Tobacco Fact File


Indoor and Outdoor Air Quality


Breathing clean air is basic to our quality of life.

Polluted Air Can Make Even Healthy 

People Gasp and Wheeze

Think of what it would be like to have to struggle for each breath. Lung disease robs over 100,000 Maine children and adults of their ability to breathe easily. Polluted air can make healthy people cough and wheeze. For people who suffer with lung disease air pollution can mean discomfort, limited activities, increased use of medications, more frequent visits to doctors and hospitals, and even a shortened life.

Indoor Air Pollution


Studies from the United States and Europe show that people in industrialized nations spend more than 90 percent of their time indoors. For infants, the elderly, people with chronic diseases, and most people who live in urban areas, the percentage is probably higher. In some cases, the concentrations of many pollutants indoors is even higher than outdoors. The lung is the most common site of injury by airborne pollutants. Our goal is to assure excellent air quality in all indoor environments, but some locations are cause for special concern. School buildings, for example, are a unique indoor environment. They are the only location where young children are required by law to be present and breathe the air. Therefore, it can be argued that we have a responsibility to assure excellent air quality in these buildings.

Tobacco Fact File supports an approach towards continual improvement of indoor air quality that focuses on pollution prevention, while ensuring adequate ventilation. Air cleaning may need to be considered, as long as the air cleaning methods have proven effectiveness and do not introduce harmful amounts of pollutants into the indoor environment. (see definitions)

Tips For Improving School Air Quality ...

These steps, as part of an overall program, can dramatically improve indoor air quality and can be helpful to children with asthma:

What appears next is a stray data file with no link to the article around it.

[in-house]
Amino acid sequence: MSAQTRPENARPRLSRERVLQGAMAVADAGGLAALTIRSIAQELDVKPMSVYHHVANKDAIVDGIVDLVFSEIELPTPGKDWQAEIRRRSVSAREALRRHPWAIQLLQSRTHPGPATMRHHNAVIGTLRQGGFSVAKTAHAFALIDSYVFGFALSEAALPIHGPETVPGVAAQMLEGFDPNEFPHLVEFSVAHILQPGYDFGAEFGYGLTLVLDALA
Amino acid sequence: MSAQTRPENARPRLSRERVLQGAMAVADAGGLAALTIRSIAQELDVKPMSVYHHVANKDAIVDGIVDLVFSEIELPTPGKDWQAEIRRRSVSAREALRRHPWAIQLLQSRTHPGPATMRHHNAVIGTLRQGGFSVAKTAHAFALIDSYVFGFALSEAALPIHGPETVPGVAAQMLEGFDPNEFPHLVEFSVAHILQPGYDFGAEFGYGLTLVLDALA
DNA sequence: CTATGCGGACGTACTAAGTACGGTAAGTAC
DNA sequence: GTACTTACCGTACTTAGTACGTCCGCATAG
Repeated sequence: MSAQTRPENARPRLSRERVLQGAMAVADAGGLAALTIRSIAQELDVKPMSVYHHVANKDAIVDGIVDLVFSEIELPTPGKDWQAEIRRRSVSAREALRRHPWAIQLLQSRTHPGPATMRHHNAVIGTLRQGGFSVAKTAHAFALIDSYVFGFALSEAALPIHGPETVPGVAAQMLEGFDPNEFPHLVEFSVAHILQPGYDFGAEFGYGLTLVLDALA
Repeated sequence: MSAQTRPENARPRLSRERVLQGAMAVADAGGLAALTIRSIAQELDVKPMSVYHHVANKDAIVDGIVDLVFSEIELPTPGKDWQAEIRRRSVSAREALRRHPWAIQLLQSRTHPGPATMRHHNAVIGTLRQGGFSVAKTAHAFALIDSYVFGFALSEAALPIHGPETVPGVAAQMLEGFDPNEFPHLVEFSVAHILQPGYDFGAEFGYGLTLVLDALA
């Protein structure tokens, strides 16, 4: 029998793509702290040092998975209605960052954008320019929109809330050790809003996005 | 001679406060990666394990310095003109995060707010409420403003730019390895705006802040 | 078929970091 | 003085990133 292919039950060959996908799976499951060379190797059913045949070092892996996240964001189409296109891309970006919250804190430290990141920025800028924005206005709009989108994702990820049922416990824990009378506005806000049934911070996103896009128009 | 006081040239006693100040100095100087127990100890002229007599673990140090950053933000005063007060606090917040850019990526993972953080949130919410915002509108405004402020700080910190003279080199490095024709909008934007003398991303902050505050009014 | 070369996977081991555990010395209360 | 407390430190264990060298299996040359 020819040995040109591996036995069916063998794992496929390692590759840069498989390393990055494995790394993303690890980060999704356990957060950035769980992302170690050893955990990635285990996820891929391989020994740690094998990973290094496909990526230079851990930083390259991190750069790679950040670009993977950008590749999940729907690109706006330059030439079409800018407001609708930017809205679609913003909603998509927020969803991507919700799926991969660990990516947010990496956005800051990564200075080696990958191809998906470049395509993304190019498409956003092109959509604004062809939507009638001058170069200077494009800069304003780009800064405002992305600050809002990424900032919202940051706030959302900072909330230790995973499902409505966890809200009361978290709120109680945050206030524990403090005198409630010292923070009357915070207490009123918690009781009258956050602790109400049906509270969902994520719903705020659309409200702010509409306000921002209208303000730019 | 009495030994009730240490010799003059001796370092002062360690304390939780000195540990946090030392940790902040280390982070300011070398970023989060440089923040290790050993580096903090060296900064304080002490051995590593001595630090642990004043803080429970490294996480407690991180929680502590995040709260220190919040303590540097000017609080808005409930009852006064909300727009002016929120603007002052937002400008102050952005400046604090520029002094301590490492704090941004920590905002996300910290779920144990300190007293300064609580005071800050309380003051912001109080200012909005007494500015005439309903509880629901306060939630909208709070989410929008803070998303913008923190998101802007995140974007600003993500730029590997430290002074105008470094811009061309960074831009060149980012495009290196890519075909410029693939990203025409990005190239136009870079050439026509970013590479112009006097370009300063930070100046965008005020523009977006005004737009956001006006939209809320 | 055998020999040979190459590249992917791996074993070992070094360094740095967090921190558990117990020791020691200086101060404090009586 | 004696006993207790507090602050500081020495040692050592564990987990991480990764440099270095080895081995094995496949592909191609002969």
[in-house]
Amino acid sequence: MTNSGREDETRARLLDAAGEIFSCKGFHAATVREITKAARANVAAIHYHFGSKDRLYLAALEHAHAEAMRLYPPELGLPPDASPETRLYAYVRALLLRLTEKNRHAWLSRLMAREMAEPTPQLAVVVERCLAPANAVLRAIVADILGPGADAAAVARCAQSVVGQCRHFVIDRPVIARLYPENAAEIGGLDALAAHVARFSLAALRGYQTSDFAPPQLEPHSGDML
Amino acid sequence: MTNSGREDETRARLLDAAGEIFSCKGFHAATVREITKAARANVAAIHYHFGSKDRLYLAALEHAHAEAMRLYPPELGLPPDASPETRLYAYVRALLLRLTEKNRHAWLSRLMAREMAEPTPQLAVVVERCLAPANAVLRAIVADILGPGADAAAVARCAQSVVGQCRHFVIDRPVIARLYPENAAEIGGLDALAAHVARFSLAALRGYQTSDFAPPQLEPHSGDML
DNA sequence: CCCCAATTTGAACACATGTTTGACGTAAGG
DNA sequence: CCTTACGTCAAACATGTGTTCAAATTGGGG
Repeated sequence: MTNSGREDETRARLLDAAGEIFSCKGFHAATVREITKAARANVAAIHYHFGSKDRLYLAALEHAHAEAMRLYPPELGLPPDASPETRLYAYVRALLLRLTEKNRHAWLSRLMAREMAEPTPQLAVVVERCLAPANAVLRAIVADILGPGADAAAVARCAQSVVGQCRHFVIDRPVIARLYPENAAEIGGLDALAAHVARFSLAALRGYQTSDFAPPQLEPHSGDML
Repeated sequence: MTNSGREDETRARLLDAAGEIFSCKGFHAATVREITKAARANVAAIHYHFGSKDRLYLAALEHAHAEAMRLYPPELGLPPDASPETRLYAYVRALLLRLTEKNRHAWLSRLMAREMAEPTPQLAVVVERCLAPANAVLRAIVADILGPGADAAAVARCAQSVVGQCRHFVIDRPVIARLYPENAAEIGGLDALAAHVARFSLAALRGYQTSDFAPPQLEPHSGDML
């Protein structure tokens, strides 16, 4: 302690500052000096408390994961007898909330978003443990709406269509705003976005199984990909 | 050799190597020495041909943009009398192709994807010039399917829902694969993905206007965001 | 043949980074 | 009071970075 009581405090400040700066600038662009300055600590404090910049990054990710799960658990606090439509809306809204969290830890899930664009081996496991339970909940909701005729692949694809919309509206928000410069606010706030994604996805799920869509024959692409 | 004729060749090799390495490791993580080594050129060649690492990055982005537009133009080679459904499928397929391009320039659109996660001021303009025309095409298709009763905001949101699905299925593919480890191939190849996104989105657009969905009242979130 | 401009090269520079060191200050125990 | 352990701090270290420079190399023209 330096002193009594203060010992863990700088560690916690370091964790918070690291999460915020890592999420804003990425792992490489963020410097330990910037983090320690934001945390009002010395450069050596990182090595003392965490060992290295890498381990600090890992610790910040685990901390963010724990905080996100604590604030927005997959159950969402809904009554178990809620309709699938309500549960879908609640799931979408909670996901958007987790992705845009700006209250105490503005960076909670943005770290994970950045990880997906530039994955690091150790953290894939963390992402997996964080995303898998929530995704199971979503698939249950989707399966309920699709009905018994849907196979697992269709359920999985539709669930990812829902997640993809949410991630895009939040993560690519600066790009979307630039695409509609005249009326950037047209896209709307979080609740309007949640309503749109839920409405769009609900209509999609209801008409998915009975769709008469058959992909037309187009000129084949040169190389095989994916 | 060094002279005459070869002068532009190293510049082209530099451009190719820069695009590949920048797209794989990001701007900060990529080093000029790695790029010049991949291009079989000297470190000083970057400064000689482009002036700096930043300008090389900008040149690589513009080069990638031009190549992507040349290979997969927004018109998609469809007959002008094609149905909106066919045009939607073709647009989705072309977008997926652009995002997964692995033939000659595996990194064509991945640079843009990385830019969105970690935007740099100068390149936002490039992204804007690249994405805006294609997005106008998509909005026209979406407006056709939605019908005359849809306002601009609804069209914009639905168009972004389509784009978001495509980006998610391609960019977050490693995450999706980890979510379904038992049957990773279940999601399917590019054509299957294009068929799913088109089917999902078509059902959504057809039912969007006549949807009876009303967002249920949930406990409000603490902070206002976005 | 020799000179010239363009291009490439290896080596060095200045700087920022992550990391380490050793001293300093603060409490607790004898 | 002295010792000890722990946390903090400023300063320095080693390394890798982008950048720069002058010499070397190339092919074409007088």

- Make sure classrooms receive an adequate amount of fresh air and the ventilation system is well maintained.
- Keep all air vents clean and unblocked.
- Do not allow school buses to idle outside near air intake vents.
- Position dumpsters away from outdoor air intakes, doors and operable windows.
- Place floor mats at entrances to prevent dirt, dander and other contaminants from spreading throughout the school.
- Schedule renovations and repairs for times when students are not in the building.
- Consider air quality when purchasing maintenance supplies. Ask about the safest most effective products. Read labels. Use and store products properly.
- Dry wet carpets within 24 hours to prevent mold growth.
- Avoid pets in the classrooms. 

Some of the more common indoor air pollutants are:

- Secondhand Smoke
- Carbon Monoxide
- Molds 
- Bio-aerosols 
- Particulates
- Dust Mites
- Animal Dander
- Fragrances
- Asbestos & Radon
- Volatile Organic and Non-organic Compounds
(e.g., formaldehyde, pesticides, cleaning solvents) 
- Heavy Metals 
(e.g. airborne lead & mercury vapor)


Outdoor Air Pollution

Poor air quality affects everyone but we are especially concerned about over 100,000 Maine children and adults with chronic lung disease. Recent studies have shown that severe health effect can occur in response to air pollution levels commonly experienced in Maine. Though we like to think Maine air is clean, air pollution blows in from other states and in-state pollutants add to the problem.

Nationally, millions of tons of harmful gasses and particles are released into the air each year. Fine particles and ozone are of particular concern because recent health studies indicate there may be no safe level of exposure to these pollutants. Molds, pollens, and strong odors receive relatively little regulatory attention but are significant outdoor air quality concerns for asthma and allergy suffers.

Tobacco Fact File supports an approach towards the continual improvement of the outdoor air that focuses on pollution prevention. We support strategies that:

- Consider the available knowledge base; where the knowledge base is inadequate, we should err on the side of caution, and promote research proposals that address these knowledge gaps;
- Consider the comparative risks and benefits of alternative measures to improve outdoor air quality;
- Consider a comprehensive set of intervention tools, which would include 1) increasing the knowledge base (monitoring/research), 2) education, 3) policy development, 4) enforcement, and 5) litigation when necessary;
- Consider air pollution problems in their appropriate geographical context.

Ensure that pollution prevention strategies based on energy conservation not compromise the healthfulness of the indoor environment.


Indoor & Outdoor Air Quality  | Air Quality Statements